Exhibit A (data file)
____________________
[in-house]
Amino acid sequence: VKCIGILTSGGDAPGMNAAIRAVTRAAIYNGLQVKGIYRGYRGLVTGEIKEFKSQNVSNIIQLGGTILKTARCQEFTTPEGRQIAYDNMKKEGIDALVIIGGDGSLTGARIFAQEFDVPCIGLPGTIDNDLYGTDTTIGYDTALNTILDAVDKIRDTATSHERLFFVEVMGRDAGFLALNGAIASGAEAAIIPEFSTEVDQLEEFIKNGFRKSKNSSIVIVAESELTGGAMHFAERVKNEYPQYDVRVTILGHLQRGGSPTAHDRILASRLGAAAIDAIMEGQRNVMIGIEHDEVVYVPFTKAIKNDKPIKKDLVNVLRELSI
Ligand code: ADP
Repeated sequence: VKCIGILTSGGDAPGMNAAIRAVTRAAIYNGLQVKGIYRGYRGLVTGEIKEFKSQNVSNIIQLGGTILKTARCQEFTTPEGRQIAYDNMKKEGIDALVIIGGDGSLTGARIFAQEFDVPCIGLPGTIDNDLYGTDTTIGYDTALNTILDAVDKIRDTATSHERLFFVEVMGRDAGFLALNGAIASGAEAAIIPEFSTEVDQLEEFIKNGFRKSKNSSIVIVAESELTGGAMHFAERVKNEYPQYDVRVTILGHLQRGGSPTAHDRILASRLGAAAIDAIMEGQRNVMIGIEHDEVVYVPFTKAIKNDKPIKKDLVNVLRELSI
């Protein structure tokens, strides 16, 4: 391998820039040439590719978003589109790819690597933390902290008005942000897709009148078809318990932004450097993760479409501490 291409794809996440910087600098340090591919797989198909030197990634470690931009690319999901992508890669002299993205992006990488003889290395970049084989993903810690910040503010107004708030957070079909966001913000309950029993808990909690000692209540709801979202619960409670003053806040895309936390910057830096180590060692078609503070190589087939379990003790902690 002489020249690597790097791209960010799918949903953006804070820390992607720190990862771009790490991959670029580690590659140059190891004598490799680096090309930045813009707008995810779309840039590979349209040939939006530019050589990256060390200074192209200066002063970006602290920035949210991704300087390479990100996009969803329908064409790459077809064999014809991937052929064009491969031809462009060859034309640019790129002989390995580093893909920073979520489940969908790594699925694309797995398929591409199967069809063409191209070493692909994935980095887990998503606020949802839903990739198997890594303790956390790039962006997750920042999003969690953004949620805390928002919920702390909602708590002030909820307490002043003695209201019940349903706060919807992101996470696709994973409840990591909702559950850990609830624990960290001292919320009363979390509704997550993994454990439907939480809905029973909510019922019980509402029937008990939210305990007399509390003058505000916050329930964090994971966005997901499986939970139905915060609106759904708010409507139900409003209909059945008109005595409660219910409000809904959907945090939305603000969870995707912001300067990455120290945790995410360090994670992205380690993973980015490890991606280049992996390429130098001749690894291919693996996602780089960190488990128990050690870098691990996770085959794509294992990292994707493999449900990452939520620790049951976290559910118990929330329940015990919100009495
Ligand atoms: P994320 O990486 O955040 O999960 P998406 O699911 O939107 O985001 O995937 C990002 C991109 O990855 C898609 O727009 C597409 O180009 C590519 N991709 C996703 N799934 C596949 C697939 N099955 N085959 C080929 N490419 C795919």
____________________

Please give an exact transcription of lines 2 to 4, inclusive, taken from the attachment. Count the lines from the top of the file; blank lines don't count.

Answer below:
Amino acid sequence: VKCIGILTSGGDAPGMNAAIRAVTRAAIYNGLQVKGIYRGYRGLVTGEIKEFKSQNVSNIIQLGGTILKTARCQEFTTPEGRQIAYDNMKKEGIDALVIIGGDGSLTGARIFAQEFDVPCIGLPGTIDNDLYGTDTTIGYDTALNTILDAVDKIRDTATSHERLFFVEVMGRDAGFLALNGAIASGAEAAIIPEFSTEVDQLEEFIKNGFRKSKNSSIVIVAESELTGGAMHFAERVKNEYPQYDVRVTILGHLQRGGSPTAHDRILASRLGAAAIDAIMEGQRNVMIGIEHDEVVYVPFTKAIKNDKPIKKDLVNVLRELSI
Ligand code: ADP
Repeated sequence: VKCIGILTSGGDAPGMNAAIRAVTRAAIYNGLQVKGIYRGYRGLVTGEIKEFKSQNVSNIIQLGGTILKTARCQEFTTPEGRQIAYDNMKKEGIDALVIIGGDGSLTGARIFAQEFDVPCIGLPGTIDNDLYGTDTTIGYDTALNTILDAVDKIRDTATSHERLFFVEVMGRDAGFLALNGAIASGAEAAIIPEFSTEVDQLEEFIKNGFRKSKNSSIVIVAESELTGGAMHFAERVKNEYPQYDVRVTILGHLQRGGSPTAHDRILASRLGAAAIDAIMEGQRNVMIGIEHDEVVYVPFTKAIKNDKPIKKDLVNVLRELSI